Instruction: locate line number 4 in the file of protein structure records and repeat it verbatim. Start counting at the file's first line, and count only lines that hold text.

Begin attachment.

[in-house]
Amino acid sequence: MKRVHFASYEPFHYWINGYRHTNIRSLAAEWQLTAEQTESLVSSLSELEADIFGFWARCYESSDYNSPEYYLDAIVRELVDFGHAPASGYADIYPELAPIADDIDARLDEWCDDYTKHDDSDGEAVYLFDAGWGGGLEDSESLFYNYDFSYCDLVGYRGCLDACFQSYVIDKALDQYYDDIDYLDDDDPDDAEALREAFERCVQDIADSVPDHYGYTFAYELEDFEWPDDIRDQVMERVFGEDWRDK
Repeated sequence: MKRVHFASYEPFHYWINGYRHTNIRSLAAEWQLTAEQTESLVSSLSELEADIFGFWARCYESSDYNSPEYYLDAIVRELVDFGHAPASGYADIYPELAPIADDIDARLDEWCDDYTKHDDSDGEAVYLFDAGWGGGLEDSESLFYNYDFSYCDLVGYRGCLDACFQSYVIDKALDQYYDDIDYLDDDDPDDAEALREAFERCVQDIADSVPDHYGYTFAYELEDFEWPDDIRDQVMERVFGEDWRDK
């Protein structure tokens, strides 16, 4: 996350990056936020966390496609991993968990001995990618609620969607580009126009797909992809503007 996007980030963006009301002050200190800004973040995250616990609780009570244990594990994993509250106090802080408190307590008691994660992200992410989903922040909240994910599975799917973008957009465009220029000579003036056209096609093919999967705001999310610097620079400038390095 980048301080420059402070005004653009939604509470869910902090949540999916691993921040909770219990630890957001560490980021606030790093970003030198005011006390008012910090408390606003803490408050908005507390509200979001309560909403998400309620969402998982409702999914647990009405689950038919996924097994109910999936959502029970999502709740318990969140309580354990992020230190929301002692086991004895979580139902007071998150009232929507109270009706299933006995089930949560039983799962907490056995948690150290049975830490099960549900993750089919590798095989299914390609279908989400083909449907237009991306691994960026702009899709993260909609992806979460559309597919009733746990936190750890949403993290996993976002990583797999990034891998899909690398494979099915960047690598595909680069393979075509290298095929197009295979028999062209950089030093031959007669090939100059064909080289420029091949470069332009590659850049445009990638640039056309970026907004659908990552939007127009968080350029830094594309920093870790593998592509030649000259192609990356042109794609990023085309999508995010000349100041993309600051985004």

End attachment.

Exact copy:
């Protein structure tokens, strides 16, 4: 996350990056936020966390496609991993968990001995990618609620969607580009126009797909992809503007 996007980030963006009301002050200190800004973040995250616990609780009570244990594990994993509250106090802080408190307590008691994660992200992410989903922040909240994910599975799917973008957009465009220029000579003036056209096609093919999967705001999310610097620079400038390095 980048301080420059402070005004653009939604509470869910902090949540999916691993921040909770219990630890957001560490980021606030790093970003030198005011006390008012910090408390606003803490408050908005507390509200979001309560909403998400309620969402998982409702999914647990009405689950038919996924097994109910999936959502029970999502709740318990969140309580354990992020230190929301002692086991004895979580139902007071998150009232929507109270009706299933006995089930949560039983799962907490056995948690150290049975830490099960549900993750089919590798095989299914390609279908989400083909449907237009991306691994960026702009899709993260909609992806979460559309597919009733746990936190750890949403993290996993976002990583797999990034891998899909690398494979099915960047690598595909680069393979075509290298095929197009295979028999062209950089030093031959007669090939100059064909080289420029091949470069332009590659850049445009990638640039056309970026907004659908990552939007127009968080350029830094594309920093870790593998592509030649000259192609990356042109794609990023085309999508995010000349100041993309600051985004």